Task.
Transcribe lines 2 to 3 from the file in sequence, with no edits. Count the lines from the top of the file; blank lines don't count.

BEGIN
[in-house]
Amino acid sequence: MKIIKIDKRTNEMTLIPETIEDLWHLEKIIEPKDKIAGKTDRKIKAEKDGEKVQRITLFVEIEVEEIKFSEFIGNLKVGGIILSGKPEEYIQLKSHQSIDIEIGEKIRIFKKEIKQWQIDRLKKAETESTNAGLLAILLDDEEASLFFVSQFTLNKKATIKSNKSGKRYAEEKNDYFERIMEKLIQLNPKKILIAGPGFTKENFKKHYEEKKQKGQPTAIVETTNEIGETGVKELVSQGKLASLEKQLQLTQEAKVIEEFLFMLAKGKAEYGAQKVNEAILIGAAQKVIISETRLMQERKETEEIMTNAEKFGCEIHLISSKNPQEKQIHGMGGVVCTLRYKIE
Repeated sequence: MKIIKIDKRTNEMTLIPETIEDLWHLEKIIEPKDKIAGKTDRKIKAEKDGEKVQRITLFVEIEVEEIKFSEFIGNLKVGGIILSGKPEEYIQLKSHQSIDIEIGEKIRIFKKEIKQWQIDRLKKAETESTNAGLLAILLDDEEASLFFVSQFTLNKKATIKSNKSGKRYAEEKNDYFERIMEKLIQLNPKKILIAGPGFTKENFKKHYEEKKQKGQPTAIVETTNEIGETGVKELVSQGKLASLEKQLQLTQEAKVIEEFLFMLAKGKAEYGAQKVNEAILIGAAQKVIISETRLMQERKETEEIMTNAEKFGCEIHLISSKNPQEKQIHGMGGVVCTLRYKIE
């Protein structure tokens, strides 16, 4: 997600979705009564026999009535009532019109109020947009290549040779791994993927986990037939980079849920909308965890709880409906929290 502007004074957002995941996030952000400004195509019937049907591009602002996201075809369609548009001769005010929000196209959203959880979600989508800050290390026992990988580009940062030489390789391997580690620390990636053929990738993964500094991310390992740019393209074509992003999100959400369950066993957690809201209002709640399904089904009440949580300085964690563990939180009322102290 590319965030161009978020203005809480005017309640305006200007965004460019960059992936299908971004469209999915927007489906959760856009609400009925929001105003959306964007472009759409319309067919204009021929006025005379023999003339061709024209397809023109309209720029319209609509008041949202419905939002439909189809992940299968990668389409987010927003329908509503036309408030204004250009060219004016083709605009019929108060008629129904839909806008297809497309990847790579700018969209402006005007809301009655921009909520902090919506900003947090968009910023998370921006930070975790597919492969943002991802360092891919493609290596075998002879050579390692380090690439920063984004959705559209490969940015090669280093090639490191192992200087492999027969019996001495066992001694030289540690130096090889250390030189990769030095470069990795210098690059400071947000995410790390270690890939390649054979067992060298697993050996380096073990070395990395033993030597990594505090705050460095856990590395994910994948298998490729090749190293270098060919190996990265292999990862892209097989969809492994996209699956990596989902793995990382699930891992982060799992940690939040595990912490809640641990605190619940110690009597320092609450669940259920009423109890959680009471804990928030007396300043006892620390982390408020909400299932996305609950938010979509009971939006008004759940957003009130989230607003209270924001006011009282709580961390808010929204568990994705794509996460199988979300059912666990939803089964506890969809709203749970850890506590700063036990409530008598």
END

Amino acid sequence: MKIIKIDKRTNEMTLIPETIEDLWHLEKIIEPKDKIAGKTDRKIKAEKDGEKVQRITLFVEIEVEEIKFSEFIGNLKVGGIILSGKPEEYIQLKSHQSIDIEIGEKIRIFKKEIKQWQIDRLKKAETESTNAGLLAILLDDEEASLFFVSQFTLNKKATIKSNKSGKRYAEEKNDYFERIMEKLIQLNPKKILIAGPGFTKENFKKHYEEKKQKGQPTAIVETTNEIGETGVKELVSQGKLASLEKQLQLTQEAKVIEEFLFMLAKGKAEYGAQKVNEAILIGAAQKVIISETRLMQERKETEEIMTNAEKFGCEIHLISSKNPQEKQIHGMGGVVCTLRYKIE
Repeated sequence: MKIIKIDKRTNEMTLIPETIEDLWHLEKIIEPKDKIAGKTDRKIKAEKDGEKVQRITLFVEIEVEEIKFSEFIGNLKVGGIILSGKPEEYIQLKSHQSIDIEIGEKIRIFKKEIKQWQIDRLKKAETESTNAGLLAILLDDEEASLFFVSQFTLNKKATIKSNKSGKRYAEEKNDYFERIMEKLIQLNPKKILIAGPGFTKENFKKHYEEKKQKGQPTAIVETTNEIGETGVKELVSQGKLASLEKQLQLTQEAKVIEEFLFMLAKGKAEYGAQKVNEAILIGAAQKVIISETRLMQERKETEEIMTNAEKFGCEIHLISSKNPQEKQIHGMGGVVCTLRYKIE